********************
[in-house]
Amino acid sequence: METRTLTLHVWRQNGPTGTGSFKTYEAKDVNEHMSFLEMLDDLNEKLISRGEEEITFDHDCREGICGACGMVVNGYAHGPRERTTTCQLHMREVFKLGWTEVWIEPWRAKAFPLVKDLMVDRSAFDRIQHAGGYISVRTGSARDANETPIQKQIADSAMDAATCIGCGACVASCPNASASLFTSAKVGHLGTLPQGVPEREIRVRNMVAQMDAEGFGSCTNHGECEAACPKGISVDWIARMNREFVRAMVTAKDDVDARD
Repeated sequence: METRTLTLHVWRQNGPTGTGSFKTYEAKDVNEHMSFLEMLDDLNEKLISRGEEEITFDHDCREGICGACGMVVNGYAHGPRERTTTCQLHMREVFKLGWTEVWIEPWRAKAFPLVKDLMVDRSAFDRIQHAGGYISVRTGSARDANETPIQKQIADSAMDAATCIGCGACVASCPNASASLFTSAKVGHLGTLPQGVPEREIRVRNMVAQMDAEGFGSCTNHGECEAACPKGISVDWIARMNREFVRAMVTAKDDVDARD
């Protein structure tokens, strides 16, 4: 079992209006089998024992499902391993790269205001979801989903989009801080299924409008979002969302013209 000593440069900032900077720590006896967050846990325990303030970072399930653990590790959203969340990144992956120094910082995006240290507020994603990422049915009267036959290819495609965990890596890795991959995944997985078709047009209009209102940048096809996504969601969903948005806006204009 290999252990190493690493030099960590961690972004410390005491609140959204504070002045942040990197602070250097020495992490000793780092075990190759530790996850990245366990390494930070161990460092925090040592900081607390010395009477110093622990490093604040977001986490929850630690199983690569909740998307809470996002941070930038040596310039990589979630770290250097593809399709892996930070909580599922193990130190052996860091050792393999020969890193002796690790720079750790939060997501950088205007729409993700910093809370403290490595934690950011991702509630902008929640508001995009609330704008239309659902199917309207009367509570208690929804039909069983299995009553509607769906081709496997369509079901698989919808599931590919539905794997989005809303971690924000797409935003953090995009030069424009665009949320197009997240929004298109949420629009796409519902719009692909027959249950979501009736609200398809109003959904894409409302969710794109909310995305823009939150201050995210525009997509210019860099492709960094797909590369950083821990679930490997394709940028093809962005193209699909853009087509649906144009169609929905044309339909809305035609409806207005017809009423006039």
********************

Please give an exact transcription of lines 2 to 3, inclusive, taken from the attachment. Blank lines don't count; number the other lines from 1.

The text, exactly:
Amino acid sequence: METRTLTLHVWRQNGPTGTGSFKTYEAKDVNEHMSFLEMLDDLNEKLISRGEEEITFDHDCREGICGACGMVVNGYAHGPRERTTTCQLHMREVFKLGWTEVWIEPWRAKAFPLVKDLMVDRSAFDRIQHAGGYISVRTGSARDANETPIQKQIADSAMDAATCIGCGACVASCPNASASLFTSAKVGHLGTLPQGVPEREIRVRNMVAQMDAEGFGSCTNHGECEAACPKGISVDWIARMNREFVRAMVTAKDDVDARD
Repeated sequence: METRTLTLHVWRQNGPTGTGSFKTYEAKDVNEHMSFLEMLDDLNEKLISRGEEEITFDHDCREGICGACGMVVNGYAHGPRERTTTCQLHMREVFKLGWTEVWIEPWRAKAFPLVKDLMVDRSAFDRIQHAGGYISVRTGSARDANETPIQKQIADSAMDAATCIGCGACVASCPNASASLFTSAKVGHLGTLPQGVPEREIRVRNMVAQMDAEGFGSCTNHGECEAACPKGISVDWIARMNREFVRAMVTAKDDVDARD